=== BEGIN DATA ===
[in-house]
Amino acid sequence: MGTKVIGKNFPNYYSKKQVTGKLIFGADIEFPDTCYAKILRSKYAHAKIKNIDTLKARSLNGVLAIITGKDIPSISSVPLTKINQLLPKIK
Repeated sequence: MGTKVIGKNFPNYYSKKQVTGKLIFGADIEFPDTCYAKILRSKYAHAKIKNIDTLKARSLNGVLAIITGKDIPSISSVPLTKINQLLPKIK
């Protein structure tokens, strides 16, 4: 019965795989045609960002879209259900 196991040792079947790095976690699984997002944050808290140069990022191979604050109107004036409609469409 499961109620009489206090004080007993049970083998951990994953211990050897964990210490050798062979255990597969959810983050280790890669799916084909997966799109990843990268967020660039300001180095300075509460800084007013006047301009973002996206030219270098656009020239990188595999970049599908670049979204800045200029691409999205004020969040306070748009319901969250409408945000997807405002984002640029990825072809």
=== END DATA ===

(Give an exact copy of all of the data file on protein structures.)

[in-house]
Amino acid sequence: MGTKVIGKNFPNYYSKKQVTGKLIFGADIEFPDTCYAKILRSKYAHAKIKNIDTLKARSLNGVLAIITGKDIPSISSVPLTKINQLLPKIK
Repeated sequence: MGTKVIGKNFPNYYSKKQVTGKLIFGADIEFPDTCYAKILRSKYAHAKIKNIDTLKARSLNGVLAIITGKDIPSISSVPLTKINQLLPKIK
């Protein structure tokens, strides 16, 4: 019965795989045609960002879209259900 196991040792079947790095976690699984997002944050808290140069990022191979604050109107004036409609469409 499961109620009489206090004080007993049970083998951990994953211990050897964990210490050798062979255990597969959810983050280790890669799916084909997966799109990843990268967020660039300001180095300075509460800084007013006047301009973002996206030219270098656009020239990188595999970049599908670049979204800045200029691409999205004020969040306070748009319901969250409408945000997807405002984002640029990825072809």